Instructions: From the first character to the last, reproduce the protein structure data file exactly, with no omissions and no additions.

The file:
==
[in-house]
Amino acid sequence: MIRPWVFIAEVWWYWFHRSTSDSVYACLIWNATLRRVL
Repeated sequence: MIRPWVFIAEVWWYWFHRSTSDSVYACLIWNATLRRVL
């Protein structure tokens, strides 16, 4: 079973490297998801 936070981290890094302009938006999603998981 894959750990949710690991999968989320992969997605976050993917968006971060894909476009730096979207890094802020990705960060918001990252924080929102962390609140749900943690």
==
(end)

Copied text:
[in-house]
Amino acid sequence: MIRPWVFIAEVWWYWFHRSTSDSVYACLIWNATLRRVL
Repeated sequence: MIRPWVFIAEVWWYWFHRSTSDSVYACLIWNATLRRVL
């Protein structure tokens, strides 16, 4: 079973490297998801 936070981290890094302009938006999603998981 894959750990949710690991999968989320992969997605976050993917968006971060894909476009730096979207890094802020990705960060918001990252924080929102962390609140749900943690």